And later, big party with big names wait until you'll hear how much people like Halle Berry and Samuel Jackson and other stars are shelling out to be at the Obama inauguration. Sharon Stone there.

The event is already causing controversy. Conservative pastor Rick Warren, is going to be there and that has outraged some liberal groups. We'll have details on that ahead.

Plus John Walsh speaking out again today about the stunning news that the killer of his 6-year-old son Adam has finally -- finally have been identified after 27 long years.

When 360 continues.


COOPER: Well, Caroline Kennedy's days of avoiding the media came to a crashing halt today now that she has put herself in the running to take over Hillary Clinton's seat in the Senate.

The media was all over Kennedy in upstate New York as Erica just showed you before the break and is guaranteed to stay that way for a while.

The question tonight, despite some criticism about her qualifications, is this already a done deal?

Let's talk strategy with political analyst and radio talk show host Roland Martin; Hilary Rosen, editor-at-large for the "Huffington Post" and a CNN contributor; and Robert Zimmerman, a Democratic National Committee Member and a CNN contributor, as well.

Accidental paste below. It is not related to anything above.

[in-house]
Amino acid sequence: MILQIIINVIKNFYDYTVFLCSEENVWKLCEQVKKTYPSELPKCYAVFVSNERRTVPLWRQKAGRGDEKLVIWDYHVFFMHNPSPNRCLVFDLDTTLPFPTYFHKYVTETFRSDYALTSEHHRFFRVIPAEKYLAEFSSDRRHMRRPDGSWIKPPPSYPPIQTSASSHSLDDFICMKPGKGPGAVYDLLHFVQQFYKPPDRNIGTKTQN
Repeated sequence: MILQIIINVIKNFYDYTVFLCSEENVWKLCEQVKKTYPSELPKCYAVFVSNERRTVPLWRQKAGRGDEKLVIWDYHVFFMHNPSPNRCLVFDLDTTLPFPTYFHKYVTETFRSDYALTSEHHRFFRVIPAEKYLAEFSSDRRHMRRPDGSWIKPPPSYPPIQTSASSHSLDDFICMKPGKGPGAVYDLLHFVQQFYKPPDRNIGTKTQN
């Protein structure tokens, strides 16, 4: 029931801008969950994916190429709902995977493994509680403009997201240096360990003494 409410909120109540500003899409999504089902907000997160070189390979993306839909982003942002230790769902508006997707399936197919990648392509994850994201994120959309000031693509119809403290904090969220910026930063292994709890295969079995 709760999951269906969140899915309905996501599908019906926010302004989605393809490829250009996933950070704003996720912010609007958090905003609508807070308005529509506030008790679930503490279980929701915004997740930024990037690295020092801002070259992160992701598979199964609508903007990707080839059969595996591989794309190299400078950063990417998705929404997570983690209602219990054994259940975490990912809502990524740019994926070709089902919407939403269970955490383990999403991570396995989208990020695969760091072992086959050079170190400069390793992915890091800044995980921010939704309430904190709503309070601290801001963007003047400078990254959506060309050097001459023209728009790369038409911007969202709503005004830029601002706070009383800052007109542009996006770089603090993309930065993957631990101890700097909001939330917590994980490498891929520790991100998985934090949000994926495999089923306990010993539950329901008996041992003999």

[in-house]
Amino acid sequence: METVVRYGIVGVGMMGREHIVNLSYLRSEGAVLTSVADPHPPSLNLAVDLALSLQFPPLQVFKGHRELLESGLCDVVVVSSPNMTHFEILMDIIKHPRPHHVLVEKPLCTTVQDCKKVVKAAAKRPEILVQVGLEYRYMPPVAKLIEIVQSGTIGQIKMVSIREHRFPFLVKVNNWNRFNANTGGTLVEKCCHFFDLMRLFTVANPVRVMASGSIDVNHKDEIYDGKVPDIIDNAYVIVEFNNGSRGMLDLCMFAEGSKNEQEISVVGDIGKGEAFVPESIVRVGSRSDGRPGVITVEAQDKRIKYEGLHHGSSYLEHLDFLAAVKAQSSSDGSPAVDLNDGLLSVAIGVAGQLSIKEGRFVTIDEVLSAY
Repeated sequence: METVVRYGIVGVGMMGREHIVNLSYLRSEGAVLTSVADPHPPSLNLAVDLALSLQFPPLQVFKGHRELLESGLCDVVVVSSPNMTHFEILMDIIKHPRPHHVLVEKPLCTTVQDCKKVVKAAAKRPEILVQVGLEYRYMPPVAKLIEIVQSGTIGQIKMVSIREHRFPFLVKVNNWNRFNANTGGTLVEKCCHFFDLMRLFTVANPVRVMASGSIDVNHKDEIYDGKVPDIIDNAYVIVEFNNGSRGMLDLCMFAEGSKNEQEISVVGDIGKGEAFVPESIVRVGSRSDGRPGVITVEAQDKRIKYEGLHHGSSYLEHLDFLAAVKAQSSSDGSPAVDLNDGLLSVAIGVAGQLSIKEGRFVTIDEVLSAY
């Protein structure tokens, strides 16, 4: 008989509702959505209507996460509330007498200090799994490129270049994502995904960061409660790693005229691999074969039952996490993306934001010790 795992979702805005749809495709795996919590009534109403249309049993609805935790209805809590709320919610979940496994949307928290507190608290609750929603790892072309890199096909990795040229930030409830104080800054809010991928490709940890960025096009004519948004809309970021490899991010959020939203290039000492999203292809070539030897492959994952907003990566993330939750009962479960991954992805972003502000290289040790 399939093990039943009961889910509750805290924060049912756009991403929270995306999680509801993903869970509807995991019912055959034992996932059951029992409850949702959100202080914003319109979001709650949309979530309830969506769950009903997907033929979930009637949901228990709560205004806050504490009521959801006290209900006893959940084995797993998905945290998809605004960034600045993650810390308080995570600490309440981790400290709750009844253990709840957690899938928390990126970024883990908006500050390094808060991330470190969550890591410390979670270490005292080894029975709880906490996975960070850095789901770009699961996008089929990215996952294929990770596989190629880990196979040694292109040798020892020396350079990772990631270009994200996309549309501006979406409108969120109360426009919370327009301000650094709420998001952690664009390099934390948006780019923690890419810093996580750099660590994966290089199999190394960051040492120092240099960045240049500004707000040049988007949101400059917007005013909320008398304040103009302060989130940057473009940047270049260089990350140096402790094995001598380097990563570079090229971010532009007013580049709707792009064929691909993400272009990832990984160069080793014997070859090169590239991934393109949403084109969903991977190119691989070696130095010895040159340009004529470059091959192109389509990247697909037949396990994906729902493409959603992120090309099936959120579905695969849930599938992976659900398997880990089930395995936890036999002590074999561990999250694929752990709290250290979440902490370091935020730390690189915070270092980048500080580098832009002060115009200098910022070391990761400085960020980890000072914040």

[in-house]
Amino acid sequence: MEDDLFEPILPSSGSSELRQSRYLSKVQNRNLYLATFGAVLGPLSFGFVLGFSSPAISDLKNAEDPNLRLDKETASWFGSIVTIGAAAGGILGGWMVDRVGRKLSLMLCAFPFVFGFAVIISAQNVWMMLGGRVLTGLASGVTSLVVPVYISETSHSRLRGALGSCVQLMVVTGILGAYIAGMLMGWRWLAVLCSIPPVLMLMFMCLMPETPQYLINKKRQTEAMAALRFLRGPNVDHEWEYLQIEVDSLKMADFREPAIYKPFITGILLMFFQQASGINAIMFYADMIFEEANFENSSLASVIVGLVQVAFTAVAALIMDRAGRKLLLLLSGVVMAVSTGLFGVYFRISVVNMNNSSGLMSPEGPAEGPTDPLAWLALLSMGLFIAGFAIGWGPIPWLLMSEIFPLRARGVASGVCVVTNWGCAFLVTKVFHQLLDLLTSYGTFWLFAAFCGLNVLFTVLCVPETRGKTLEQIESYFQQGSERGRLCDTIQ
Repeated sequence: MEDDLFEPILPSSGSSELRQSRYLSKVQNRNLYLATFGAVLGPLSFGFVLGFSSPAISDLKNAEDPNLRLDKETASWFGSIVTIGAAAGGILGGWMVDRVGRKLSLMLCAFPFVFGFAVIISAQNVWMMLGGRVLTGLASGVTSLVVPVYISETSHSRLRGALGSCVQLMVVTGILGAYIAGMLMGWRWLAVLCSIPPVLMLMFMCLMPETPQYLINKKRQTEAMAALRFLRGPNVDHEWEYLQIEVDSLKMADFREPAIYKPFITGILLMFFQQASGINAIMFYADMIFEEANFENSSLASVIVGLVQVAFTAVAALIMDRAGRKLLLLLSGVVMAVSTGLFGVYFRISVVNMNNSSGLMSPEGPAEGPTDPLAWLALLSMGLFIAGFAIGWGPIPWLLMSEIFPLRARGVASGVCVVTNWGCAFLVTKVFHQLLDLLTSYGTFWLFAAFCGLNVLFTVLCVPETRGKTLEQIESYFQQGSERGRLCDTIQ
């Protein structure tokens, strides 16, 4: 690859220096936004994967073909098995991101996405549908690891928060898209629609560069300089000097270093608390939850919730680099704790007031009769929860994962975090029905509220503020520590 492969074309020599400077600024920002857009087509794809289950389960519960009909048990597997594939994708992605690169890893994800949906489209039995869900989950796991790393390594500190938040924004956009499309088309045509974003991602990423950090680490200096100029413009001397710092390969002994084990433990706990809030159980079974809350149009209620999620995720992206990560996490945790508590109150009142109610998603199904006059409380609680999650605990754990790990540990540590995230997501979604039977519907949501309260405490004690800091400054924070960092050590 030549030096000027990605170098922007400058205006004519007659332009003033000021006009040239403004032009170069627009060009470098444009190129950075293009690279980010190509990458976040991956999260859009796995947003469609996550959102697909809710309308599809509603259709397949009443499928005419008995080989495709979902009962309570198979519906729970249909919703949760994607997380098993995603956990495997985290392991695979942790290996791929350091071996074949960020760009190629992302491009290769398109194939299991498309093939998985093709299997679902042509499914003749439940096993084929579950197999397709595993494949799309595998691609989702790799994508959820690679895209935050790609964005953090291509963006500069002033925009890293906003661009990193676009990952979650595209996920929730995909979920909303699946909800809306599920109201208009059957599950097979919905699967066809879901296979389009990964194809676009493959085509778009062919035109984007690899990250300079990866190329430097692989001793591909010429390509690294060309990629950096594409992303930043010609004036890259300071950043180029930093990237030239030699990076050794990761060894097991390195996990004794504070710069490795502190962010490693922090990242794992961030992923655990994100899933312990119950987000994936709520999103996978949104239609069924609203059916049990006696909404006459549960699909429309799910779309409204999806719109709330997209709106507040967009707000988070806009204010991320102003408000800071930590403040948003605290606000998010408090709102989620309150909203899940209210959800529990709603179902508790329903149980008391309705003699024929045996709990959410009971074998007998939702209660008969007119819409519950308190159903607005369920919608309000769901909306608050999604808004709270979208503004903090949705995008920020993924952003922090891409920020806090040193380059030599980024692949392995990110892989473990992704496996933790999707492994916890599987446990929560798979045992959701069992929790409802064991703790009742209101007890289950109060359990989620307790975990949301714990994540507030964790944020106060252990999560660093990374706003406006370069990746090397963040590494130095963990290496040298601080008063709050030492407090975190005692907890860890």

Hilary, "The Times" described Caroline Kennedy stop in Syracuse today as reminiscent of Sarah Palin's tightly controlled campaign appearances. I'm guessing that's probably not how she wants that to be described.

Is it fair that she is essentially running a stealth campaign?

HILARY ROSEN, CNN POLITICAL CONTRIBUTOR: What an unfortunate comparison. And let's be clear. The National Security requirements of a Junior Senator from New York are nowhere near the requirements of a Vice Presidential candidate.

But the problem -- this is a very odd race. Caroline Kennedy has one voter here and that's Governor Paterson. So the question is what helps Governor Paterson the most in making a decision about who to choose?